In some cases, it may be more desirable to eliminate the fluorescent layer and to cause protons or electrons from the neutron reactive layer 86 to act on adjacent electroemissive layer 87, such as of beryllium, magnesium or silver. In some cases, an electron pervious chemically inactive barrier layer may be used to prevent chemical interaction of said adjacent layers. In other cases, better results are achieved by focusing protons or electrons from the neutron reactive layer on the eletron emissive layer 87 with magnetic or electrostatic elds 8, see Figure 7.

' reactivephotocat-hode comprising a light reactive photoemissivewlayer for receivin-g an image and converting said image into Va photoelectron image and a composite screen for receiving said photoelectron image, said screen comprising in that order a light opaque layer pervious to said photoelectron image, a luminescent layer, a light transparent separating layer, also transparent to ultravioletradiation, and a photoemissive layer having a continuousV and exposed surface, said photoemissive layer Vfurthermore being in contact with said light transparent separating layer,

2. `A vacuum tube comprising in combination a light y reactive photocathode comprising a lightreactive photo- 4emissive layer for receiving an image and converting said image into a photoelectron image, a composite screen for receiving said photoelectron image said screen comprising i-n that order a light opaque layer pervious Y Vto said photoelectron image, a luminescent layer, a light transparent separating layer, also transparent 'to ultraviolet radiation, and a-photoemissive layer having an exposed surface, said photoemissive layer furthermore being in contact with said light transparent separating layer and `comprising an element of the group consisting ofantimony and bismuth, and means for converting sai'dvreceived photoelectron image into video signals.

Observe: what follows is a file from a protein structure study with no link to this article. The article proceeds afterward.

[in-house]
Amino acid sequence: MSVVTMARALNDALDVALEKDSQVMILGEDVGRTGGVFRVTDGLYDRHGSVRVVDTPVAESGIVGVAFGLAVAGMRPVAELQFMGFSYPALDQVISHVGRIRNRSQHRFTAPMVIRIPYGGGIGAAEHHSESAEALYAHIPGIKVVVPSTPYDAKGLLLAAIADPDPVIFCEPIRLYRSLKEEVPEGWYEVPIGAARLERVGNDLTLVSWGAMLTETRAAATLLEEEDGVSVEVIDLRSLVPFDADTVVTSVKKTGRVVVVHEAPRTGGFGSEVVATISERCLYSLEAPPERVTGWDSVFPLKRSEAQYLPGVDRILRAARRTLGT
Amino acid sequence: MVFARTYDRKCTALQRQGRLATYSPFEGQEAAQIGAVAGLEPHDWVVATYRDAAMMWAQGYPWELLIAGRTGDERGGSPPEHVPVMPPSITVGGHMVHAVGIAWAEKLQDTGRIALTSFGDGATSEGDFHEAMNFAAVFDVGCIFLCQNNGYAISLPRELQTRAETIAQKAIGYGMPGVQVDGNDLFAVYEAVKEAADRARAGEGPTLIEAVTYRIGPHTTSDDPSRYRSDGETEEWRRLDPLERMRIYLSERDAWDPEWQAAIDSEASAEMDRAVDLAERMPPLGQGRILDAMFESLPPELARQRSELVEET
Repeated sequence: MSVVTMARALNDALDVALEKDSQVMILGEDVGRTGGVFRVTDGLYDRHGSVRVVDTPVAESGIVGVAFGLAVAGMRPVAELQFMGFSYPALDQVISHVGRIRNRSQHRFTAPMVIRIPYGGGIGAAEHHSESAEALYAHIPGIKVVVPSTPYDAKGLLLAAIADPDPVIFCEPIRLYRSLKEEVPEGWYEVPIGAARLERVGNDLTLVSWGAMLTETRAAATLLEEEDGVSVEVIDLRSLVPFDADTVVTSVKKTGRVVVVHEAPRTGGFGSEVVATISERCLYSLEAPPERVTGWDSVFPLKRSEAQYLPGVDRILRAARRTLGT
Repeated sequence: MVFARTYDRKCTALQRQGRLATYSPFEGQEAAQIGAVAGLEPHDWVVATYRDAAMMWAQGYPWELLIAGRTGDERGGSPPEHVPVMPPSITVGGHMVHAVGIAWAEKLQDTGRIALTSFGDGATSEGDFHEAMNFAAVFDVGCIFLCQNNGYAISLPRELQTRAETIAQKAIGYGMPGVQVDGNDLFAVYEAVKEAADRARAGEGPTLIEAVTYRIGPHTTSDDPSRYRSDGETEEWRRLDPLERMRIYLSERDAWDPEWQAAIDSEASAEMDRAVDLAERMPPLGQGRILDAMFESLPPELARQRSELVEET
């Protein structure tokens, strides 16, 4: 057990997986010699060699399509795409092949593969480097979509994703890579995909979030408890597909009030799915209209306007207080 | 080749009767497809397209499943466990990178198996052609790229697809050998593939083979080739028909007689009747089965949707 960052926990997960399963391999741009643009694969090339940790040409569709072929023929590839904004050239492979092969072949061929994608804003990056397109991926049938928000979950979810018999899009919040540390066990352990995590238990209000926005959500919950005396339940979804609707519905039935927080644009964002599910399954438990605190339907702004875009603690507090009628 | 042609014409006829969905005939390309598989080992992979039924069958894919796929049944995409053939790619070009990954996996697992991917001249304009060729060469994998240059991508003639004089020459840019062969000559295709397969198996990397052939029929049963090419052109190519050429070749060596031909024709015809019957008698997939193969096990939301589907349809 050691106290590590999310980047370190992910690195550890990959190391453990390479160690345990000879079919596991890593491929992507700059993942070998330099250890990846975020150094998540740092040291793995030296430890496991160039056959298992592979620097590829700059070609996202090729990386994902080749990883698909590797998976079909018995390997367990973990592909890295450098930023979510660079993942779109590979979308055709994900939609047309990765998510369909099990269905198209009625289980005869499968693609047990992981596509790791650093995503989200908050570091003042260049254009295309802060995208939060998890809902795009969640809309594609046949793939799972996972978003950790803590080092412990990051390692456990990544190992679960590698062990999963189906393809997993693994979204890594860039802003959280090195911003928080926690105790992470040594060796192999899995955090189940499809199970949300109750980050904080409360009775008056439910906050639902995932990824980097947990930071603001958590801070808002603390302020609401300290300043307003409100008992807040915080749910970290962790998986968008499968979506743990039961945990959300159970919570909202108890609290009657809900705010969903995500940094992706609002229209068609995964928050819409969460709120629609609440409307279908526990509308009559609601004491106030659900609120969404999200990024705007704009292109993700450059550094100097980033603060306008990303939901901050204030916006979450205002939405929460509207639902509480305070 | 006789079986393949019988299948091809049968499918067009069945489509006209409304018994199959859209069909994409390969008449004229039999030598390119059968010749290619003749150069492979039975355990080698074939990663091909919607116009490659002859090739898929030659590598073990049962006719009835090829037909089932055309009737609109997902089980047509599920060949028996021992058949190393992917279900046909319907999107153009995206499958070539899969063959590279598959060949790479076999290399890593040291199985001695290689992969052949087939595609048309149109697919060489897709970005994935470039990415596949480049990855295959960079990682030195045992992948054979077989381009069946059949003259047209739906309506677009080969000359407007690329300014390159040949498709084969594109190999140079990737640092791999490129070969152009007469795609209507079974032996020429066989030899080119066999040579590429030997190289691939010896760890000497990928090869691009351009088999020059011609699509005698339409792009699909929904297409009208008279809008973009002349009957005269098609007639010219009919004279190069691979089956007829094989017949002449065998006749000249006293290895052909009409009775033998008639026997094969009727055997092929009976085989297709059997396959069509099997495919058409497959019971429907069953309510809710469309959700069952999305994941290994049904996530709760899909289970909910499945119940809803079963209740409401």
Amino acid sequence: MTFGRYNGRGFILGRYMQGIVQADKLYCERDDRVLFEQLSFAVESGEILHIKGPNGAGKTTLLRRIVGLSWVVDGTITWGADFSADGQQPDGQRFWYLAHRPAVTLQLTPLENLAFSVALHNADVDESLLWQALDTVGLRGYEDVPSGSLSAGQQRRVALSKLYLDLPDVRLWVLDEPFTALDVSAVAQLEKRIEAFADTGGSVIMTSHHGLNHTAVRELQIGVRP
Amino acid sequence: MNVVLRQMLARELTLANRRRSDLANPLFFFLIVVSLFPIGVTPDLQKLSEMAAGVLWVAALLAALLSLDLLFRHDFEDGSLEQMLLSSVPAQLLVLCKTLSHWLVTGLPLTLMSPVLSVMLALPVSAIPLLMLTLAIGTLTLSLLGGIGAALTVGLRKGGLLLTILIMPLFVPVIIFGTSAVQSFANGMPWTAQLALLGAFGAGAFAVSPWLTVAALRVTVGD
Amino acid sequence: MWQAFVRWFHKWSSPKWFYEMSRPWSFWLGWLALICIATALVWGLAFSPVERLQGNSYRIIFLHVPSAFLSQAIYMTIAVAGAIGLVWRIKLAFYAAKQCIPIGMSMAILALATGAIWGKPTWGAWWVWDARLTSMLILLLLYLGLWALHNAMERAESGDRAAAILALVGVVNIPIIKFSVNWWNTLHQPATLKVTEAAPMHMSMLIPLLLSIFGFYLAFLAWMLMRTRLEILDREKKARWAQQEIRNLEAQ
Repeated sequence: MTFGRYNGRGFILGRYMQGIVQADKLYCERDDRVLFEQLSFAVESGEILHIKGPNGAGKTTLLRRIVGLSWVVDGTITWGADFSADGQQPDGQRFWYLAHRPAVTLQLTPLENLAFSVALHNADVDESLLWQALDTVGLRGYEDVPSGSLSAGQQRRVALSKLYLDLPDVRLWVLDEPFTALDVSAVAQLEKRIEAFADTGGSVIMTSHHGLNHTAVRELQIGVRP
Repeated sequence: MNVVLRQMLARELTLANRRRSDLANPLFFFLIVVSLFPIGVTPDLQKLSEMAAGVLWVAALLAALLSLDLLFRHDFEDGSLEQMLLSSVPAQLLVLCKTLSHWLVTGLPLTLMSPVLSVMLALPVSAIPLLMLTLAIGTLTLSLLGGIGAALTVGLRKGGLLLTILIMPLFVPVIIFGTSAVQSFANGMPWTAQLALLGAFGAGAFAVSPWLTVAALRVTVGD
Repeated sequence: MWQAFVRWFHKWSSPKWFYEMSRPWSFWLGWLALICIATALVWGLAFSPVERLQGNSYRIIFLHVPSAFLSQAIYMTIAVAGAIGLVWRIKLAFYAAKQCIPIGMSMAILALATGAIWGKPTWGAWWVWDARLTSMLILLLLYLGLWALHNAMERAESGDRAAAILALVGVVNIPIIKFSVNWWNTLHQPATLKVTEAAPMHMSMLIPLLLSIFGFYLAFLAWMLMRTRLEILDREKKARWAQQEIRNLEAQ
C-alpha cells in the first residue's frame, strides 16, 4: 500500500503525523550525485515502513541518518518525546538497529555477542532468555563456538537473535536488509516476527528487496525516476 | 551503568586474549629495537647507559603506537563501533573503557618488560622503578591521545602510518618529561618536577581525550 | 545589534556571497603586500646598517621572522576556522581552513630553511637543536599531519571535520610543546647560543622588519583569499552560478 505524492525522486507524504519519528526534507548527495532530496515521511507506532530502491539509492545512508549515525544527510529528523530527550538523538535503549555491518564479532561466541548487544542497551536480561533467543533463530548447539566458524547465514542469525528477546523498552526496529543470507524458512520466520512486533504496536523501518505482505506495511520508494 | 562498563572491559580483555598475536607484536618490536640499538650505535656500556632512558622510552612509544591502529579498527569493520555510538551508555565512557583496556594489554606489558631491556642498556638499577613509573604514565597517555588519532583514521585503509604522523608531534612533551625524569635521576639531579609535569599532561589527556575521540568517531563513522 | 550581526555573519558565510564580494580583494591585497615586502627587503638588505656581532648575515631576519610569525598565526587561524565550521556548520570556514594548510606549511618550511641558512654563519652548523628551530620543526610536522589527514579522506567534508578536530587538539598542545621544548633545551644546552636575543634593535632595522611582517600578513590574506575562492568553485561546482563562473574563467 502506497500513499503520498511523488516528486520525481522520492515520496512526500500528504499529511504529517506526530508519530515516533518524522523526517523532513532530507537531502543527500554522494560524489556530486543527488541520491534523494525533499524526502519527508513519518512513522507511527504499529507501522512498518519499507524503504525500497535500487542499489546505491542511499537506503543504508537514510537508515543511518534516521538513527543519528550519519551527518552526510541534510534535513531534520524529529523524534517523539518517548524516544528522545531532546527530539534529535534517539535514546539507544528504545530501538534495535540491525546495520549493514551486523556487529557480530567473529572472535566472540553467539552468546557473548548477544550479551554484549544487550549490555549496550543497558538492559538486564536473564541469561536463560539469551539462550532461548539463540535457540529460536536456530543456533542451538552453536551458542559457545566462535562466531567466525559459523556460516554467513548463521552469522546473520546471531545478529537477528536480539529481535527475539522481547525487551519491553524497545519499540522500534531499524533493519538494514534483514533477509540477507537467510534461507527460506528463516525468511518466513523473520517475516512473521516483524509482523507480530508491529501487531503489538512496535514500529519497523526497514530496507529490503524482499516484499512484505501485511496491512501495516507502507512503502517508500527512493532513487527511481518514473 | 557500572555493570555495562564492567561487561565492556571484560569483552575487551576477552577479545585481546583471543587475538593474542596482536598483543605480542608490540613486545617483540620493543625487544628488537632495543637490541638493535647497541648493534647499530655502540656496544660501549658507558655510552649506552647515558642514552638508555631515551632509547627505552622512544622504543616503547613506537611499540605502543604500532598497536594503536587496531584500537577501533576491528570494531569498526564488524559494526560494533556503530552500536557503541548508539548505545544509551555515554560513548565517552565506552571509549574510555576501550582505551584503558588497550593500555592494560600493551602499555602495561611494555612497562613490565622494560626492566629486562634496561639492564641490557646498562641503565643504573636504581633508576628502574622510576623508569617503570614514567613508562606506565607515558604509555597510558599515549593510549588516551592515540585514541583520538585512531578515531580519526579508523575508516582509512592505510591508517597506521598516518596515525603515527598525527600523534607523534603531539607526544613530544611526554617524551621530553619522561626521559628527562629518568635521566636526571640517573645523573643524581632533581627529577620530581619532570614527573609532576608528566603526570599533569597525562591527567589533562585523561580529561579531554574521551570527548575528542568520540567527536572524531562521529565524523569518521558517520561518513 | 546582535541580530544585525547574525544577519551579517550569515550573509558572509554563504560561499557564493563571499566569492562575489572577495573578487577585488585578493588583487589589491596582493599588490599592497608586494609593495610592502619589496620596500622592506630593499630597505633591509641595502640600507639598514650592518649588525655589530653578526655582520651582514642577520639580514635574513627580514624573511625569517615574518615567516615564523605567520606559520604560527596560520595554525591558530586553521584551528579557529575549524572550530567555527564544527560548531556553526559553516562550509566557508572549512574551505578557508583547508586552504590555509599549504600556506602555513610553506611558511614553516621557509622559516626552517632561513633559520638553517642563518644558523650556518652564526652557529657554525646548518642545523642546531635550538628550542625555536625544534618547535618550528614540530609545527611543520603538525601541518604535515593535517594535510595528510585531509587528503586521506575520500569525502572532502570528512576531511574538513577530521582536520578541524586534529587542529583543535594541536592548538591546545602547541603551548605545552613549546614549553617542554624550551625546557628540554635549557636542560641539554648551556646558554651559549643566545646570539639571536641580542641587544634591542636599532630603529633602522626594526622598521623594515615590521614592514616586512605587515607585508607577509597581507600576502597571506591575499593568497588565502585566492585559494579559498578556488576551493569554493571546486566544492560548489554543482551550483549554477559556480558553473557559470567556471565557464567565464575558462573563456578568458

`3.V A vacuum tube comprising in combination a light 4i'eactive photocathode comprising a light reactive photoemissive layer for receiving an image and converting said image into a photoelectron image, and a composite screen for receiving said photoelectron image, said screen .comprising in that order a light opaque layer pervious to said photoelectron image, a luminescent layer, light transparent electrically conducting means and a photo- ,emissive layer -having a continuous surface, said photoemissive layer being in contact with said light transparent conducting means and comprising an element of the group consisting of antimony and bismuth.

' 4.,.A vacuum tube comprising in combination a light reactive photocathode comprising a light reactive photoemissive llayer for receiving an image and converting said image into a photoelectron image, a composite screen for receiving said photoelectron image, said screencomprisirng in that order a light opaque layer pervious to saidphotoelectron image, ai luminescent layer, a light transparent, electrically conducting separating layer, a